Interview: Criticism of the ECB ‘ill founded’

Concerning opinions expressed about the European Central Bank (ECB) by newly elected French President Nicolas Sarkozy, Paul de Grauwe, professor at Leuven University, warns that such criticism could endanger the monetary union, in an interview with EURACTIV.

During the French presidential campaign, the ECB has come under fire by Nicolas Sarkozy, who criticised its interest rate policy, saying that it focused too much on inflation and too little on growth, and also questioned its independent status. Eurozone finance ministers dismissed the French criticism at a Eurogroup meeting on 7 May 2007 and urged the President-elect to respect the ECB’s independence.

In an interview with EURACTIV, Professor de Grauwe argues that Sarkozy’s criticism is “ill-founded”, even “dangerous”. He explains that “none of the problems France is facing can be tackled by the ECB or looser monetary policies”. Moreover, the academic warns that such criticism is dangerous, because if taken seriously it could “endanger the monetary union”.

On the issue of a possible UK entry into the eurozone, Professor de Grauwe argues that since the UK is “not very much integrated with the rest of the eurozone”, it therefore cannot “expect large economic benefits from having the same currency”. On the other side, there is also a risk that “the UK in the eurozone will complicate policymaking in the zone even more”.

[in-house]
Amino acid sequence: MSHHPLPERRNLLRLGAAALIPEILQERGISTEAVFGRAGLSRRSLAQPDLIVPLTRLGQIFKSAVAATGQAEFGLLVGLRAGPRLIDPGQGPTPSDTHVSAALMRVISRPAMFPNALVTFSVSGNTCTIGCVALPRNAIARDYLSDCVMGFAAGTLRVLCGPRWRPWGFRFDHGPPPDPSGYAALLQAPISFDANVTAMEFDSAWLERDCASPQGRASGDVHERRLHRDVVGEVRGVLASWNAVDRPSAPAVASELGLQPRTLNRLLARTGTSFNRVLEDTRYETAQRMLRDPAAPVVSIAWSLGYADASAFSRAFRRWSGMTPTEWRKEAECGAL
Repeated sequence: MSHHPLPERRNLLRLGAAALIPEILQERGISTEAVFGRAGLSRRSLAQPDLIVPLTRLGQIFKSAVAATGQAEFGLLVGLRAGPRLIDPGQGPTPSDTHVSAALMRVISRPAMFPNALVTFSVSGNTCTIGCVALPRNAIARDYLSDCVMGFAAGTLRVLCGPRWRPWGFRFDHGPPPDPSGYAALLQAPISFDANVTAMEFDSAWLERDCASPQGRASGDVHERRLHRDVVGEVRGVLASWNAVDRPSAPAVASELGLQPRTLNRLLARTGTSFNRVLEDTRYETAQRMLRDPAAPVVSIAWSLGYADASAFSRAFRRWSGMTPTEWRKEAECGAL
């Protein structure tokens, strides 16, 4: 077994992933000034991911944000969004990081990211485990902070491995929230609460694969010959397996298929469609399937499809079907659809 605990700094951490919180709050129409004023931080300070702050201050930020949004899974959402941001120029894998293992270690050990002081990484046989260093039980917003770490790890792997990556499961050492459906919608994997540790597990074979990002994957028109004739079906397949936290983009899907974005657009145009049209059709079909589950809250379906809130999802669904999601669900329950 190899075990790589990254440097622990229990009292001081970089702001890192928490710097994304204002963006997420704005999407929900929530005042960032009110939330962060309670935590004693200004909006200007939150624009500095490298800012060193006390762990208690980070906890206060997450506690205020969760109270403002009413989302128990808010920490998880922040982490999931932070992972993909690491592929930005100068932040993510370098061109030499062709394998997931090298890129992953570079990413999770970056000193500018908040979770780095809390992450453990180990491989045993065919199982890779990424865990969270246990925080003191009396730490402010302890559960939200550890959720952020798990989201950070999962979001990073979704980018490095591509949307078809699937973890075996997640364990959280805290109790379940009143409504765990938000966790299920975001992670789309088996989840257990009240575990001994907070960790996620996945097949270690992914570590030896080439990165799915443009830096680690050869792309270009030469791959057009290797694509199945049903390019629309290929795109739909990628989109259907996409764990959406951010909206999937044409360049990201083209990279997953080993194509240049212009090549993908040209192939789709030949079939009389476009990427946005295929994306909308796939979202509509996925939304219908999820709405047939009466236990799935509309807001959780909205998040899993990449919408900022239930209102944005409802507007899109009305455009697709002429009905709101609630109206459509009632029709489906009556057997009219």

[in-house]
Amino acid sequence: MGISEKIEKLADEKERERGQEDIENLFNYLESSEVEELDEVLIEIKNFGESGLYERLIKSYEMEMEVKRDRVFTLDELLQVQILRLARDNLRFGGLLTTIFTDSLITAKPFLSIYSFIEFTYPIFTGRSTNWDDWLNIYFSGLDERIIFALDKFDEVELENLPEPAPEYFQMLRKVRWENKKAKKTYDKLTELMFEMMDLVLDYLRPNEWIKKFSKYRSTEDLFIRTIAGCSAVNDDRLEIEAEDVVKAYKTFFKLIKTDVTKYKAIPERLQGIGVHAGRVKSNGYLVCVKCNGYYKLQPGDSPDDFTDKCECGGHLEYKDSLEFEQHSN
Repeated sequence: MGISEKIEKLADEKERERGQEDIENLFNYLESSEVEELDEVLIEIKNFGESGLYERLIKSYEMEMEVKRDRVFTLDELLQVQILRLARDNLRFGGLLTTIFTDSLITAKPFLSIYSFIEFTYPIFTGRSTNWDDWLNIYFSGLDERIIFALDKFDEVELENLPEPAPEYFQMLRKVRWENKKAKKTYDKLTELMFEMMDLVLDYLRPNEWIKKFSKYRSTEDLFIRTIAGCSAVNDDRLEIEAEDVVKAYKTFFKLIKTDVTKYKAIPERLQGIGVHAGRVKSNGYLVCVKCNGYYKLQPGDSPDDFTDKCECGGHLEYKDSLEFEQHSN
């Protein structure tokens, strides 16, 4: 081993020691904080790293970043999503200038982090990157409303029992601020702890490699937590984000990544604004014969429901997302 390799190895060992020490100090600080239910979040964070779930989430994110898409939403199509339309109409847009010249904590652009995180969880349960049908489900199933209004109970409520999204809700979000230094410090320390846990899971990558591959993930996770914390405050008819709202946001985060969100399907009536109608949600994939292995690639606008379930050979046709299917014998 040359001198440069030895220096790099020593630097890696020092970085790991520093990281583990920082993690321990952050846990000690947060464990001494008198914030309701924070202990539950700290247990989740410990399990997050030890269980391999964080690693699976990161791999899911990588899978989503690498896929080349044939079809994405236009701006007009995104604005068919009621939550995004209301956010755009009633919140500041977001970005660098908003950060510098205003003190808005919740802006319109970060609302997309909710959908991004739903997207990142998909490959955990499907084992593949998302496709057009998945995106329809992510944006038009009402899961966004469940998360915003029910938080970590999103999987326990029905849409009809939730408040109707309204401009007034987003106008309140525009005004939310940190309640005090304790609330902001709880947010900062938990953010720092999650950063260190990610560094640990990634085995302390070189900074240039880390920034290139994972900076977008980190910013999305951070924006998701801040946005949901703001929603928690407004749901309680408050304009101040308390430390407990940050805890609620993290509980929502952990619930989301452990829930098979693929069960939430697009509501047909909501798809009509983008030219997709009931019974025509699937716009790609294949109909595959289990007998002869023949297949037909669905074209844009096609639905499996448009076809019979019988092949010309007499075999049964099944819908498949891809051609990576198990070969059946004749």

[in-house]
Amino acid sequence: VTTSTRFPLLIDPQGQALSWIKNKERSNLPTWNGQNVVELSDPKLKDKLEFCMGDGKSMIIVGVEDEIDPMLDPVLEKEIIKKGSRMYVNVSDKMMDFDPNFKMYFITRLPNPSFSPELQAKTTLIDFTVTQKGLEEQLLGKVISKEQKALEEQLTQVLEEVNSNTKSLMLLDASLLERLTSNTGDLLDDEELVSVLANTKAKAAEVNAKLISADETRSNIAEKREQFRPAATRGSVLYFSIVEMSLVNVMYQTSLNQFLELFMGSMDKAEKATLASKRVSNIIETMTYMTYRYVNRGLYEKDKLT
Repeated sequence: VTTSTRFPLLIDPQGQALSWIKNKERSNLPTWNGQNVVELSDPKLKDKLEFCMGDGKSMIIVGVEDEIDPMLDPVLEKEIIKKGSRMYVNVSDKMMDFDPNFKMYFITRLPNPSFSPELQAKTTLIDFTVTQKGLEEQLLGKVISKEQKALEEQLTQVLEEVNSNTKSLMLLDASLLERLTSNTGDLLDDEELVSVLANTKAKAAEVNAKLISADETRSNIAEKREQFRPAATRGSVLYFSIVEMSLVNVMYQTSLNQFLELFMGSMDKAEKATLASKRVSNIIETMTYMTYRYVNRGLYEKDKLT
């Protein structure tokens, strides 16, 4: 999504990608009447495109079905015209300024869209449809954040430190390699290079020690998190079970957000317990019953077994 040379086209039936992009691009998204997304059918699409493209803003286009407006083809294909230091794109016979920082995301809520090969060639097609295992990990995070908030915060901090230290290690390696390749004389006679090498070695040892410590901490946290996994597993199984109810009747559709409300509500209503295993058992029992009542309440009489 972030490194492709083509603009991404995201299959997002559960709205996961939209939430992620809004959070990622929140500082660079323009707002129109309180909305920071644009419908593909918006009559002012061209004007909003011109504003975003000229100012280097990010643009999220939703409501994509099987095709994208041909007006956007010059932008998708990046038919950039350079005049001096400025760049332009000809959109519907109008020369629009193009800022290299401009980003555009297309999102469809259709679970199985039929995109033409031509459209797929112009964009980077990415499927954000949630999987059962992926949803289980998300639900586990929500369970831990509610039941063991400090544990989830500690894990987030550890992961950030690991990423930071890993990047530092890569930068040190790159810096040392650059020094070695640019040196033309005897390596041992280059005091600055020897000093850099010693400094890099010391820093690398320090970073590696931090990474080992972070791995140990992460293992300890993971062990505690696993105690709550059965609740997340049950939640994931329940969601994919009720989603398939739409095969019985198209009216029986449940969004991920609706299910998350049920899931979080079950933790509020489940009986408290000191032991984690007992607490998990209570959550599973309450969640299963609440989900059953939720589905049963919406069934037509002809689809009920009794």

The new EU member states that joined the EU in 2004 and in 2007 are expected to join the monetary union. So far, only Slovenia has adopted the euro, but others are expected to follow. However, de Grauwe thinks that their “economic impact on the eurozone will remain small in the near term”, unless they take on a “nationalistic attitude on interest rate policies”.

Speaking on financial services issues, de Grauwe speaks out in favour of including the ‘cost of cash’ in the Commission’s impact assessment. He argues that “the cost of cash is a multiple of the cost of cards”. However, he goes on to explain “it is not transparent” and therefore “consumers are unaware of the high cost of cash”. 

To read the full interview with Professor de Grauwe, please click here.

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